Helen Lewis built a life in Northern Ireland after the war
A Belfast-based choreographer who survived the Auschwitz concentration camp has died aged 93.
Helen Lewis, who had a long association with the Lyric Theatre, settled in Northern Ireland after WWII.
Born in Czechoslovakia, she trained as a dancer and having made a new life in Belfast became involved in dance teaching and choreography.
In 1992 she published a widely acclaimed autobiography A Time To Speak which recounted her time in the camp.
In her memoir she recalled how anti-Semitism grew during the war.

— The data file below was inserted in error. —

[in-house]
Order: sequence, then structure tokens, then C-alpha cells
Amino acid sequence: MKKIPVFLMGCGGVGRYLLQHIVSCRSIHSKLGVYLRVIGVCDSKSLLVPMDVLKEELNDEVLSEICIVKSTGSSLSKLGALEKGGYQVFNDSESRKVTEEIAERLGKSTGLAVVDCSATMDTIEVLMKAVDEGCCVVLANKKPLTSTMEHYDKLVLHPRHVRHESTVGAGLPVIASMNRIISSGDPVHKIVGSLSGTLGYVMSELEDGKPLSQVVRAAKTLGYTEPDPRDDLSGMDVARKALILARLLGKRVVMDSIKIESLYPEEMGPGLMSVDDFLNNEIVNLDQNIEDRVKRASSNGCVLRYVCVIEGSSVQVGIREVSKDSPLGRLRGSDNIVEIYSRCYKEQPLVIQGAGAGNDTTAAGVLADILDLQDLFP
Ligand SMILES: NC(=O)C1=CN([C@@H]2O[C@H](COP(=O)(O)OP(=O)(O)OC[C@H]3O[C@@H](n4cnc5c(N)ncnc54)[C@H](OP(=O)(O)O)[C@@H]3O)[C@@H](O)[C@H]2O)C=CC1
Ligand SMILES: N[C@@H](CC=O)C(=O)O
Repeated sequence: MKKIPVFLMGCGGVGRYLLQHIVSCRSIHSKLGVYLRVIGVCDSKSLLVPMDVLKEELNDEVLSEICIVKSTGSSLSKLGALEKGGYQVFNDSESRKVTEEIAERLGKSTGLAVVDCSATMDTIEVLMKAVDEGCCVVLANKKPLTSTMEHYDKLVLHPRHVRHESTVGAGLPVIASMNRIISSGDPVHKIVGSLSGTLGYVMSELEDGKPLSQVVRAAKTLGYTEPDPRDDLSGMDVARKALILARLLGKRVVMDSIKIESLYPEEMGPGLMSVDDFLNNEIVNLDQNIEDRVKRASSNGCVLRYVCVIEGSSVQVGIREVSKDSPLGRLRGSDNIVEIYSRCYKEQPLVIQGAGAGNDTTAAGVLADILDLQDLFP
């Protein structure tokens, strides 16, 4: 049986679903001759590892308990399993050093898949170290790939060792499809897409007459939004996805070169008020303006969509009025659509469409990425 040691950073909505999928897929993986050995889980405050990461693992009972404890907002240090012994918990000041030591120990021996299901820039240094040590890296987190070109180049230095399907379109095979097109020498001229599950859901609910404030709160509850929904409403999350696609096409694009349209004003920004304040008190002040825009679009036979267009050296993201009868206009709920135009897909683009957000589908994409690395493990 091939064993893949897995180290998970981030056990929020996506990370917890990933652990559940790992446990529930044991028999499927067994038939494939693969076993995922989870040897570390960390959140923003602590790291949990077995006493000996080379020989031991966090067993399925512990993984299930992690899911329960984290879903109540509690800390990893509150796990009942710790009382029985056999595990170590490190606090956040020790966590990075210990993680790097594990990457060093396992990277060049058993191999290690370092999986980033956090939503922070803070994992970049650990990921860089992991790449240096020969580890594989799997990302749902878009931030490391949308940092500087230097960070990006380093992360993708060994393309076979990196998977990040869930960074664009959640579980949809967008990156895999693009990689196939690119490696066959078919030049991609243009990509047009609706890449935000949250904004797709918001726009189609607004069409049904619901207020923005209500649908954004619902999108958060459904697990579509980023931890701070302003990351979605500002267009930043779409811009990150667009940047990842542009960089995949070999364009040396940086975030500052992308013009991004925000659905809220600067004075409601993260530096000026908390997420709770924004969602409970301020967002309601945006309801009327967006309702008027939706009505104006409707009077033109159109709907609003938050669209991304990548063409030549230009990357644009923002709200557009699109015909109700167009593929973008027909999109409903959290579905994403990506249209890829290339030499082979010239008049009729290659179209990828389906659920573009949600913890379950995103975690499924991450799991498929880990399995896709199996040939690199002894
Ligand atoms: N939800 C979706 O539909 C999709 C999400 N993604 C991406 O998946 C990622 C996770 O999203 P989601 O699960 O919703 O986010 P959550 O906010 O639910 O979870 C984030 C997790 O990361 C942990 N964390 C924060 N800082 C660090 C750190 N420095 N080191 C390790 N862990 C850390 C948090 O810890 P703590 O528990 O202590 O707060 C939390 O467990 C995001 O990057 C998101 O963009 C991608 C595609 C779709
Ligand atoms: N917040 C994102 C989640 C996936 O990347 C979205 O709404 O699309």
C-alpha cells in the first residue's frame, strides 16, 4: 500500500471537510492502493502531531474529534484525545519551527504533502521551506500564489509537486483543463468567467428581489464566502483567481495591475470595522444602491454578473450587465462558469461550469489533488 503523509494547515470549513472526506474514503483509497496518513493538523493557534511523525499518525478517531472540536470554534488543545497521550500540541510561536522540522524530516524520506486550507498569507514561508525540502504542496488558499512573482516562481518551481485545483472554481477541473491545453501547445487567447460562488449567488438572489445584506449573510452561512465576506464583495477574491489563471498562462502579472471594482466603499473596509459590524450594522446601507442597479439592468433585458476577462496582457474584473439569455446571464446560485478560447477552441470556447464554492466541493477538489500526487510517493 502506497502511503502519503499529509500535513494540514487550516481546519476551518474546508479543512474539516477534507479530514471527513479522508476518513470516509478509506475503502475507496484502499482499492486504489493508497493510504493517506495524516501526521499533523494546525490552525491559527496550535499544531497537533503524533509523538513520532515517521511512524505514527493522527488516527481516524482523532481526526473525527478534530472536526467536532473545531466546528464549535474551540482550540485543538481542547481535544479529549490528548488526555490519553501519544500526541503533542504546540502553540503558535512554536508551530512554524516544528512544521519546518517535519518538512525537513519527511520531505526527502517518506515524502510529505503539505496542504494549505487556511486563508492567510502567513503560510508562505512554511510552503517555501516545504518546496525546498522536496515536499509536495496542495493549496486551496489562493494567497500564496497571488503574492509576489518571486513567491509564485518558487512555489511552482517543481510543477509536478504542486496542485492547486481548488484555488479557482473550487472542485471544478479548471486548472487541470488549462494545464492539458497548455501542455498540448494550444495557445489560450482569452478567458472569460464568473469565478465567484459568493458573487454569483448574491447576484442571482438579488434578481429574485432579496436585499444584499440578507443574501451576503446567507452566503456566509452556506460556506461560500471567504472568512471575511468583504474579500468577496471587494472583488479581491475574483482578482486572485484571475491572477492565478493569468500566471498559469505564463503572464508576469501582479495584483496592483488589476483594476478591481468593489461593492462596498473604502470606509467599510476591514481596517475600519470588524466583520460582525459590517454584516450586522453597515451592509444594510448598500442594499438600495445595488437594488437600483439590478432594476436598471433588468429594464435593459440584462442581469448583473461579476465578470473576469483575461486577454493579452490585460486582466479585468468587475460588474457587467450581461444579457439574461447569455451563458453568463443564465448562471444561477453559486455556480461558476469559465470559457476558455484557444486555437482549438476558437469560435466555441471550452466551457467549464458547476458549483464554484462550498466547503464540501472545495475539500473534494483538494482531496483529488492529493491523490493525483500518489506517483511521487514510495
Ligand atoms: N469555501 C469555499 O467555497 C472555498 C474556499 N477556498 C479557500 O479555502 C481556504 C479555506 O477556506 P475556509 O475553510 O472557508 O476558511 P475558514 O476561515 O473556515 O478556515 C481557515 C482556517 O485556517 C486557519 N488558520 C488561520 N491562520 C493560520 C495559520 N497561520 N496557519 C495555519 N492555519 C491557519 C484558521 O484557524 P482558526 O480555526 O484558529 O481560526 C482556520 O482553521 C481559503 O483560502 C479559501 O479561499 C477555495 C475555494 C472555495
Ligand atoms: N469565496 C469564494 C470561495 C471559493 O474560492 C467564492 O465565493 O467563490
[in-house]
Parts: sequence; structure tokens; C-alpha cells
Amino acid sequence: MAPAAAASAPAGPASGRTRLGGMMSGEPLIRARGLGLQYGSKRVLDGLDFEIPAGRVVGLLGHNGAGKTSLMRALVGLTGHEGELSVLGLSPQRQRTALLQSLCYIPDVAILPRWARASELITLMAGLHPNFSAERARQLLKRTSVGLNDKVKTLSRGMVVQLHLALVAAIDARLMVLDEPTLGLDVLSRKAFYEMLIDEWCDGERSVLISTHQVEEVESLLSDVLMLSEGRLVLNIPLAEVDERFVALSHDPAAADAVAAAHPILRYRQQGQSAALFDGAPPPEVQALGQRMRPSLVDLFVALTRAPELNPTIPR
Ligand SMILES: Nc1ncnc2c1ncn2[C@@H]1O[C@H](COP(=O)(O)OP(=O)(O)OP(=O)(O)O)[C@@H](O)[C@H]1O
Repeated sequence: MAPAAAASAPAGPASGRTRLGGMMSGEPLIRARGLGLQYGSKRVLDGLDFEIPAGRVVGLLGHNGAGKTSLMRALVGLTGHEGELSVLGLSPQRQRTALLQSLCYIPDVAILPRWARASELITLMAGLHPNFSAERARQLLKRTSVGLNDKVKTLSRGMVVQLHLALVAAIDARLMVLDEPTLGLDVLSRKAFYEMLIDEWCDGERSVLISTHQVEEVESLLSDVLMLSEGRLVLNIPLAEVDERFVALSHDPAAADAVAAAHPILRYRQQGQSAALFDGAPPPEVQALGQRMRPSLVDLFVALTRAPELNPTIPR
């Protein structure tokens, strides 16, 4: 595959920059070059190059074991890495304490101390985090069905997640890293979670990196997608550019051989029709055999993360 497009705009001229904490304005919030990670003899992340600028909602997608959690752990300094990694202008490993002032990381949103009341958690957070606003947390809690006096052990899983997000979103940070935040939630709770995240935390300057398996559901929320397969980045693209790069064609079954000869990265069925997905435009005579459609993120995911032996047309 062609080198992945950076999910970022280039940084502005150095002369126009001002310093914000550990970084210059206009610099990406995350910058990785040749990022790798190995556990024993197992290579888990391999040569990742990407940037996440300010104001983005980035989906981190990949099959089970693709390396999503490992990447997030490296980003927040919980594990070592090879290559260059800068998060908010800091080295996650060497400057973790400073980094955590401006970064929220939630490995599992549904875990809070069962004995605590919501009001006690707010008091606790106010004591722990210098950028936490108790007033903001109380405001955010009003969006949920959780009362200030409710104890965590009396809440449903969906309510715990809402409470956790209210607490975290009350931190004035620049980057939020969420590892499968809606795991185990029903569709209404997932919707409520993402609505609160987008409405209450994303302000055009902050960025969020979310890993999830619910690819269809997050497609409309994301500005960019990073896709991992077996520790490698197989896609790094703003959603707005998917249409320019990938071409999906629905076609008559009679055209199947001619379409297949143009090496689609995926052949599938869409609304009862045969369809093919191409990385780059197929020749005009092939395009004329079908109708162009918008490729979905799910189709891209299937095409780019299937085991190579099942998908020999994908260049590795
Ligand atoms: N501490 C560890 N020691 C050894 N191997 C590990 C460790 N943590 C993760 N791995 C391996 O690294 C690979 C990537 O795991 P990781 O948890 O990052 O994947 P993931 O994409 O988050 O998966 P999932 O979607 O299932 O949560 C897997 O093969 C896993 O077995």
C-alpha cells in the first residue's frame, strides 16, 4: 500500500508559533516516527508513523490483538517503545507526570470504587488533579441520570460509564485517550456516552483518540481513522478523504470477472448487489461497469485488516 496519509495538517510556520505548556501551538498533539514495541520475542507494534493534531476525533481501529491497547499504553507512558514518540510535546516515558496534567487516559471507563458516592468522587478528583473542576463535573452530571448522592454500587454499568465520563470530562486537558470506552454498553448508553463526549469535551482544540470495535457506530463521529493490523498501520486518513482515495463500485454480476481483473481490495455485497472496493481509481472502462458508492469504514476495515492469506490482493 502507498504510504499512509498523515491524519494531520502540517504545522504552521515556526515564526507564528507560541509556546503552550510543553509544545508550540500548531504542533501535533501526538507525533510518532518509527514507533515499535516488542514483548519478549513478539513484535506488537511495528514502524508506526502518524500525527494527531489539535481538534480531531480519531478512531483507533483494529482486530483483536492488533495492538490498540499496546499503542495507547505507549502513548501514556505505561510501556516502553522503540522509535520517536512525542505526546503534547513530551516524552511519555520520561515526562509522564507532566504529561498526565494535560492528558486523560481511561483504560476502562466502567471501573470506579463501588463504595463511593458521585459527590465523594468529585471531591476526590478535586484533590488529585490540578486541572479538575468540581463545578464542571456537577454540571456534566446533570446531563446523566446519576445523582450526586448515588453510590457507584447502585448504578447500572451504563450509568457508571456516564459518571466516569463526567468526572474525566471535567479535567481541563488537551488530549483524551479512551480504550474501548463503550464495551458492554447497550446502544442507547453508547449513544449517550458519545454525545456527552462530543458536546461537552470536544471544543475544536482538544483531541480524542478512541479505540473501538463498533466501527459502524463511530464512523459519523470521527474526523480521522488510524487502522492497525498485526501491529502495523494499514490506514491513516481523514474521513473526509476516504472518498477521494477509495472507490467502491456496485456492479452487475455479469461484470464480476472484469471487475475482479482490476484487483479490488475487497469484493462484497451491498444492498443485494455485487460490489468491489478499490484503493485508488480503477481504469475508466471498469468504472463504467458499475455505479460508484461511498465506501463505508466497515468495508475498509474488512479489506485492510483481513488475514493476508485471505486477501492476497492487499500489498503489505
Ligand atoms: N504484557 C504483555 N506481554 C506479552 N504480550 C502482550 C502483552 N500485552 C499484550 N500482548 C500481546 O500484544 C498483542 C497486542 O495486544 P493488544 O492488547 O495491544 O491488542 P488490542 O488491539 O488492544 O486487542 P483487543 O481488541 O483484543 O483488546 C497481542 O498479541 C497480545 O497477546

"By 1941 the daily onslaught of vicious anti-Semitism had prepared the ground for a new anti-Jewish law that made all previous ones look like harmless games: the introduction of the yellow star, to be worn in public at all times by all Jews over the age of six," she wrote.
"From that moment we were visible targets for anyone who chose to abuse or attack us and the psychological effects were cleverly and cruelly calculated to impress upon us that we were outcasts who had no place in society."
In 2001 she was awarded an MBE for her services to contemporary dance.